Sep 19, 2022
We all know by now that the upheaval of the pandemic and subsequently, The Great Resignation, have turned everything we used to know about leadership and the workplace upside down. We have reflected on how organizations and leaders at all levels can adapt in these turbulent times, how creating a culture of leadership can empower individuals at all levels, and how the science behind The Leadership Challenge® can give organizations an advantage when they nurture leadership skills at every level.
However, not all organizations have adapted to the turbulence and have, often inadvertently, created work cultures and norms that are causing systemic burnout, leading to turnover, disengagement, and loss of productivity. Often, it is the individuals that remain at organizations that have been most affected by the upheaval that are tasked with doing the jobs of multiple people, working extra hours with less communication from organizational leadership, often times with no additional compensation or benefits to match the increased workload and stress. In fact, the themes of burnout and stress at work have become so prevalent that the term “Quiet Quitting” has made waves after originating on the social media platform TikTok. The Wiley Workplace Research team recently conducted research to understand the level of stress and burnout in the workplace to help shed light on this topic on their Insights to Action blog.
While the phrase Quiet Quitting may bring to mind people simply no longer doing their jobs, it is a bit of a misnomer, as individuals are not quitting, but are instead embracing healthier boundaries around their work. This includes working during normal business hours and not overtime, thus restoring a better work/life balance. They are also pushing back on higher workloads especially if the increased demands do not come with appropriate compensation, and most importantly, they are advocating for more communication and engagement within their organizations.
In reality, these individuals are seeking to restore a healthy organizational culture where they are appreciated, engaged, utilizing their talents, and trusted by their colleagues and managers- all qualities that are present in organizations that engage The Five Practices of Exemplary Leadership®.
The Five Practices create a foundational set of guidelines for the development of great leaders. When everyone in an organization has an awareness as to how they personally engage with each of the practices and has a clear roadmap for how to improve their leadership skills, you will inherently have a more cohesive, engaged, and productive workforce – less prone to stress and burnout.
When you Model the Way, you focus on building a sense of self, and by identifying your own values you create a solid foundation from which to lead. Regardless of your role or title, learning more about your core values and what drives you helps build confidence. However, it is not only about your values – it is also about learning how to connect with colleagues to discover shared values to achieve results. Additionally, it helps combat stress and burnout when managers and leaders show healthy boundaries around work/life balance, as it helps others to do the same.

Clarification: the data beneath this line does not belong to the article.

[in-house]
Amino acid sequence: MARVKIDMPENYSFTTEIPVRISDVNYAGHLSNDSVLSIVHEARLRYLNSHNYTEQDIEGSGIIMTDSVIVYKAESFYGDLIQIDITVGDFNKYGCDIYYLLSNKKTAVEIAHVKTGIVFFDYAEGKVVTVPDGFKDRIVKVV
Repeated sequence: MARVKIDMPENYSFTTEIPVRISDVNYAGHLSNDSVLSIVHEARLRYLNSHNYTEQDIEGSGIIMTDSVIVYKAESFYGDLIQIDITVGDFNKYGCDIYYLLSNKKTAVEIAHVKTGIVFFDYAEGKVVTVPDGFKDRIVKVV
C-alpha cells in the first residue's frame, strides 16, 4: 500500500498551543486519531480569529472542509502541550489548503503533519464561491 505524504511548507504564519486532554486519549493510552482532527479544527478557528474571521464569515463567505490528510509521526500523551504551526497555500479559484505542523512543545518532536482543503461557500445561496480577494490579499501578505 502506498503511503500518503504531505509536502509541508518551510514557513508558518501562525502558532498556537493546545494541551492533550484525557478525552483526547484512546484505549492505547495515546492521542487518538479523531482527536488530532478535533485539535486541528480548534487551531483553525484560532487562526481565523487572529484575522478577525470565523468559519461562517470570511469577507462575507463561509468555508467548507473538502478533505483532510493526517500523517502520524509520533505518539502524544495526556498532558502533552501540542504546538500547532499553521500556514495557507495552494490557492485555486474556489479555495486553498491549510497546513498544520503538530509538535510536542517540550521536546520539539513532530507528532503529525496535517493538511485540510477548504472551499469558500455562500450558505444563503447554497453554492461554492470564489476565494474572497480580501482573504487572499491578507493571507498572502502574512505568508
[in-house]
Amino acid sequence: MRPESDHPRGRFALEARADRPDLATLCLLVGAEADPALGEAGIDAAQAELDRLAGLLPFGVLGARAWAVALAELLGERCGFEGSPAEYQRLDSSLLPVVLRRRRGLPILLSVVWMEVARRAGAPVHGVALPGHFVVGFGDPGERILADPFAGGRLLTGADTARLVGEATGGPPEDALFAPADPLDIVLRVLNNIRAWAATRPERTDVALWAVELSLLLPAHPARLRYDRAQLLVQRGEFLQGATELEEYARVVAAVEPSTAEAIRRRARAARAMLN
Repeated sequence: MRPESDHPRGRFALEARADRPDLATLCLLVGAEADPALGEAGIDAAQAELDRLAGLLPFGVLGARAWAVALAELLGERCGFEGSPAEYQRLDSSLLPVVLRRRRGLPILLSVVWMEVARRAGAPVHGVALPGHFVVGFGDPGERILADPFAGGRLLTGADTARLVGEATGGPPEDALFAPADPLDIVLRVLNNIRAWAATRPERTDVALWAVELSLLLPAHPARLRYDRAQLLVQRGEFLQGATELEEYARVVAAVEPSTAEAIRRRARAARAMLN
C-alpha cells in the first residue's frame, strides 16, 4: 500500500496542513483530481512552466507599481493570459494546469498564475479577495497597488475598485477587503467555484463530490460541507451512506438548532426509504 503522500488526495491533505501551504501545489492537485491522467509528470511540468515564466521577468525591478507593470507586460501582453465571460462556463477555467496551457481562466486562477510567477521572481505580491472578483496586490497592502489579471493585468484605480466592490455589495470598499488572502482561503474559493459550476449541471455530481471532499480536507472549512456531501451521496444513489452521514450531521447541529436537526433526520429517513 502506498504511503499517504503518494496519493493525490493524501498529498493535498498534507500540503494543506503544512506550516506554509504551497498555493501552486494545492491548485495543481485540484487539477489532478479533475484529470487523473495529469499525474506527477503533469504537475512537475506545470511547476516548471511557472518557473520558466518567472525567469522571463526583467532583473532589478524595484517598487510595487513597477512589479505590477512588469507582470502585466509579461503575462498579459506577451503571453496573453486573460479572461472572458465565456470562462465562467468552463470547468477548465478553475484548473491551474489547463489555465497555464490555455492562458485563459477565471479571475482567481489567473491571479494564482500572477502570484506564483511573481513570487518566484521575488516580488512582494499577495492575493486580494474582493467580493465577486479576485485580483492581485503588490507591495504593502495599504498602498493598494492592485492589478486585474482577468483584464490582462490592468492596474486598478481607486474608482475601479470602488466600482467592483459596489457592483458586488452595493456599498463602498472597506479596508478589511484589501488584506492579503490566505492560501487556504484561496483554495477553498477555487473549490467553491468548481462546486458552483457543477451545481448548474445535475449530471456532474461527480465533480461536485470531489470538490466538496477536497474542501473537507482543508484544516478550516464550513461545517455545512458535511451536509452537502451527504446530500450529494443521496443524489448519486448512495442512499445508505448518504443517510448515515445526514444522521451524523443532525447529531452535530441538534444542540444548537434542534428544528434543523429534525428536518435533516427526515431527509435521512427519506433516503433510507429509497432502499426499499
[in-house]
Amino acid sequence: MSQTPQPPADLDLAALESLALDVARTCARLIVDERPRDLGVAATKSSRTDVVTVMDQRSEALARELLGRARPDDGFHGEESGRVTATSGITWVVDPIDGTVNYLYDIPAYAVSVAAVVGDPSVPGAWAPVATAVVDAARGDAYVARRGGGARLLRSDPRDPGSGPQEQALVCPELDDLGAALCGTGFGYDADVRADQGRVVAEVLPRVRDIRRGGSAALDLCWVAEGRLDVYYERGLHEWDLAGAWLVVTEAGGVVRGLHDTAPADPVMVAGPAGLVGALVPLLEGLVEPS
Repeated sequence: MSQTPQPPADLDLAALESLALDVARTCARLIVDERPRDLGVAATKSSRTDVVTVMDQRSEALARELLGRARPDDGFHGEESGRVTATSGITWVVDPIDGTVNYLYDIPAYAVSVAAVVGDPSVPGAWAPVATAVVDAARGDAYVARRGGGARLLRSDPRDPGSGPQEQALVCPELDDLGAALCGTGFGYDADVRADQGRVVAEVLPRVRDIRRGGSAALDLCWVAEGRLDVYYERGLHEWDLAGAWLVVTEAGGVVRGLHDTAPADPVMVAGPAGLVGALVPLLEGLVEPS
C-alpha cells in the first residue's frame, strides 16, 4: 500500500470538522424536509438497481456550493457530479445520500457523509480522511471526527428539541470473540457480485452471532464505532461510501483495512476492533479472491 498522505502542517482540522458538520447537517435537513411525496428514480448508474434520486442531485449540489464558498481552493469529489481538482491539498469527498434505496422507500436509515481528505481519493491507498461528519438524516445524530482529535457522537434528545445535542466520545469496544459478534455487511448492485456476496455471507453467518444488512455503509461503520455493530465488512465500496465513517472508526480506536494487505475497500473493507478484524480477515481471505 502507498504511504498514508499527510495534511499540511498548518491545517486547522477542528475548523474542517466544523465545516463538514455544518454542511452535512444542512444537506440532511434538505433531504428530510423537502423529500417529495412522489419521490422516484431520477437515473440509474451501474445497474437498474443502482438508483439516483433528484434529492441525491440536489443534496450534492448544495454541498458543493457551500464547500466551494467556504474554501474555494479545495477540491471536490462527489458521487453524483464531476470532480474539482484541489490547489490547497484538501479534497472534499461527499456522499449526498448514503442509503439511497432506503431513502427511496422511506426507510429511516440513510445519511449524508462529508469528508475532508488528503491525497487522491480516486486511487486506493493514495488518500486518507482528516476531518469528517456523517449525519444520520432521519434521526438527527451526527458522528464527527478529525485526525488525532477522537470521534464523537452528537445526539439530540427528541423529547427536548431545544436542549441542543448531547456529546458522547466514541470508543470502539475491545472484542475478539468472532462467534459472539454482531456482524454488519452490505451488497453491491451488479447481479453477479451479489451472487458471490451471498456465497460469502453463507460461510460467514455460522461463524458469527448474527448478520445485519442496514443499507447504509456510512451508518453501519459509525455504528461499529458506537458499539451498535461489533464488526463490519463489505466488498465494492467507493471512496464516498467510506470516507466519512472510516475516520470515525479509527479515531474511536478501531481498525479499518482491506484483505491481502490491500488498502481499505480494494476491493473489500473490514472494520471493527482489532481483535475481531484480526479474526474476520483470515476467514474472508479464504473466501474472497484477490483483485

Creating a culture where people are encouraged to Inspire a Shared Vision for their future by reflecting on their past and the present will inherently create more engagement. When people are appreciated for their unique experiences, contributions, and expertise they will feel invested in the outcome of their work – which will both reduce burnout and drive results.
Making it safe to experiment and Challenge the Process gives power to people at all levels so they are more invested in the outcome of their work, thus decreasing apathy. Working for an organization that actively encourages challenging the status quo will inspire curiosity and innovation while nurturing a more knowledgeable and inspired workforce.
Demonstrating trust in your people while understanding what resources they need to be successful shows that everyone has inherent value and potential. When you Enable Others to Act you reduce micromanagement and increase trust while building relationships – all important parts of minimizing and even preventing systemic burnout.
Recognizing contributions, personalizing recognition, and celebrating victories are all good for the soul and keep people engaged with their work and each other. When you Encourage the Heart you show appreciation for the contributions of your colleagues. Whether it’s a quick but meaningful “Thank You” for a job well done or an office party with personalized rewards, showing appreciation goes a long way in combatting burnout.
While we can’t predict how the workplace will continue to change, nor can we reduce the external stressors that continue to weigh on all of us, we do know that organizations that engage The Five Practices at all levels are less likely to experience the high levels of stress and overwhelm that cause burnout because they have fostered a culture of leadership at every level. Prioritizing the behaviors outlined in The Five Practices promotes an environment where all voices are heard, and everyone learns the skills necessary to behave like a leader – no Quiet Quitting needed.
Learn more The Leadership Challenge solutions and how engaging The Five Practices can help you unlock the power of leadership at every level by visiting LeadershipChallenge.com.